Incident Investigation, The Importance of Involving Employees
27 February 2017
Incident Investigation is not only a legislative requirement; it is also an integral part of an effective health and safety management system and to have an effective health and safety management systems, the involvement of employees is essential.
Incident investigation uses project management skills to drive a continuous improvement of the health and safety systems. The fundamental reason for recording and investigating accidents is to learn from what went wrong in the past, in order to update systems to ensure there is no repeat of that event in the future. When an incident occurs, it suggests that the existing control measures may have been inadequate and require review. If controls are found to be adequate an incident may indicate that employees are bending rules or taking shortcuts. The investigation needs to identify the reason for these procedural violations and workarounds.
There are many different definitions of an accident or an incident. Listed below are the most common examples you will find.
An event that results in injury or ill health.
A near miss or an event that, while not causing harm, has the potential to cause injury or ill health.
A set of conditions or circumstances that have the potential to cause injury or ill health.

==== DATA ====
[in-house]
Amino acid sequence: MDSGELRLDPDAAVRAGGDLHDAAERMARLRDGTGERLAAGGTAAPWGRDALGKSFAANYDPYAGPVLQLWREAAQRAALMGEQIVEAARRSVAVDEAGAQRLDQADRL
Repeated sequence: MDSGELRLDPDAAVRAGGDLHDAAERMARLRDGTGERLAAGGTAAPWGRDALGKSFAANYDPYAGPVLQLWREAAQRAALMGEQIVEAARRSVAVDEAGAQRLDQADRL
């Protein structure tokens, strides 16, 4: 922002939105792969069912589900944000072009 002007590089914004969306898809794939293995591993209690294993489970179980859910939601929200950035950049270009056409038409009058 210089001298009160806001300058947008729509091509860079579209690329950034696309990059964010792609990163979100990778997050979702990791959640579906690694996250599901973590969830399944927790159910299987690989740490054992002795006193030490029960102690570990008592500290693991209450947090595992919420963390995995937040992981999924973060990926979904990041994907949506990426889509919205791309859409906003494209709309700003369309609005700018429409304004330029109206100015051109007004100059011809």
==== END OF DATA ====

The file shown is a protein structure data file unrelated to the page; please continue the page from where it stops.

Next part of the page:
Rationale behind Incident Investigation
Pre-emptive and reactive monitoring are both integral elements of an effective health and safety management system. Investigating an incident after the fact is an example of reactive monitoring, where control measures and procedures are reviewed, prompted by a failure in the management system. It is the ambulance at the bottom of the cliff.
Pre-emptive monitoring is more important than reactive monitoring and involves employees at all levels of a business. Near miss reporting and investigation provides an opportunity to update and improve procedures and control measures before any loss occurs.
By involving those affected, the employees are more likely to take ownership and ensure that they exercise their own health and safety duty of care.
High incident and accident rates can be directly attributed to a poor performing health and safety management system (amongst other things). The data from the investigation of these incidents and accidents can be used to allocate sufficient resources to the correct areas in order to prevent those accidents happening again.
It must be noted, however, that the reverse is not necessarily true: Low incident rates or the absence of accidents may not be a true representation of the effectiveness of an organisations health and safety management system. Incidents may simply not be reported.
Once incident investigations have been completed, the data gathered can be communicated to workers in order to identify the most appropriate control measures to implement. More often than not, specific control measures may work in theory, but in practice may be impractical and may also create further hazards.
Click below for legislative requirements for Incident Investigation